During a Thursday meeting of the Board of the Maunakea Stewardship and Oversight Authority, Greg Chun, director of the University of Hawaii’s Center for Maunakea Stewardship, said work to remove the Caltech Submillimeter Observatory will begin within a few weeks, and the dismantling of the University of Hawaii’s teaching observatory Hoku Kea will begin in a few months.
The two telescopes are the first of five observatories slated to be removed in exchange for the eventual planned construction of the Thirty Meter Telescope on Maunakea. Hoku Kea has not been usable since 2010, when the observatory’s 36-inch telescope was found to be faulty. CSO ceased operations in 2015.
Chun said Caltech has provided a new timeline for the removal of CSO, and that initial steps to remove the observatory will begin next week.
Those steps will be limited to moving equipment such as a forklift up the mountain in preparation for future work, Chun said.
“No work is actually scheduled to occur (next week), just the delivery of that equipment,” Chun said.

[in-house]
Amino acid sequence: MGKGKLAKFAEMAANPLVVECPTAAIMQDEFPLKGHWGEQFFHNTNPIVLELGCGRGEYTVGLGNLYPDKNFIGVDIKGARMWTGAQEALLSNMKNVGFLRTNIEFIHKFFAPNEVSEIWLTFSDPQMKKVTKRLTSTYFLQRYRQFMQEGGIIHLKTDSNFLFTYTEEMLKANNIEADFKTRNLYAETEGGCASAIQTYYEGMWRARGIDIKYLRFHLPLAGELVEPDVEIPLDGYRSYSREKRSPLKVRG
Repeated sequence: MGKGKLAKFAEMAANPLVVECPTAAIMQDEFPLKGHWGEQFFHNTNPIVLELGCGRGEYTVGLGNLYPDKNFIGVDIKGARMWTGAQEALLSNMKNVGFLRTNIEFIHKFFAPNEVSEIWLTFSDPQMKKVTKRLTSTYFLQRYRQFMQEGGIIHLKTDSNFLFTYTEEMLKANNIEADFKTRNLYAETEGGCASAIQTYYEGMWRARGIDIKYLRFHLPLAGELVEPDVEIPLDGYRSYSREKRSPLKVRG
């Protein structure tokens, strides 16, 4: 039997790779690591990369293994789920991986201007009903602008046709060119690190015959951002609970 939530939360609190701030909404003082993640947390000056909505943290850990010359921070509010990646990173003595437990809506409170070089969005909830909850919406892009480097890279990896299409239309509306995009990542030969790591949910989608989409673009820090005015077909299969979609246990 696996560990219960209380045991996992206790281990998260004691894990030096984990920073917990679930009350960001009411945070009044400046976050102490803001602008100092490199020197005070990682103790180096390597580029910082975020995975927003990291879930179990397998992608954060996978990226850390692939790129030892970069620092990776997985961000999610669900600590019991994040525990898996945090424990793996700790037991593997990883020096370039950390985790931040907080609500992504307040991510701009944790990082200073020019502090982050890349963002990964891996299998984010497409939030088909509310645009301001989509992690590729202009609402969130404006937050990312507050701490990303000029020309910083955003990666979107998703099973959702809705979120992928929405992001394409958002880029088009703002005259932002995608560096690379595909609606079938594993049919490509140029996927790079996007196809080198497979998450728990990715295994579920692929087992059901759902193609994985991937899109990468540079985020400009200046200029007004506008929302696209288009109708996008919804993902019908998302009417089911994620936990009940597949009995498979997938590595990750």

The following week, Chun said, a crane and lift will be moved to the summit, which he said eventually will be used to remove the telescope itself.
Originally, Caltech planned to remove the observatory’s 34-foot primary mirror without disassembling it, which would require several road closures over a multiday process, but the plan changed in June to allow for the mirror to be broken down into four pieces small enough to fit into standard 40-foot-long shipping containers.
The actual extraction of the telescope from the observatory is expected to begin the week of Aug. 28, weather permitting, Chun said. That process is projected to take about three weeks, and should be completed by the week of Sept. 18.
Following that, Chun said the site will be turned over to contractor Goodfellow Bros. to carry out interior demolition of the observatory, followed by the removal of the structure itself.
After the structure is removed, there will be a three-year monitoring period during which Caltech will ensure the site is restored to its natural state. The whole project is estimated to cost about $4 million.
Further details about the CSO removal project are expected next week, and Chun said Caltech will provide continual updates as work proceeds.
Meanwhile, Chun said a bid package for contractors seeking to work on the Hoku Kea demolition should be complete in a few months.
Once a contractor is chosen, work could begin immediately, although he added that the approach of winter could cause further delays.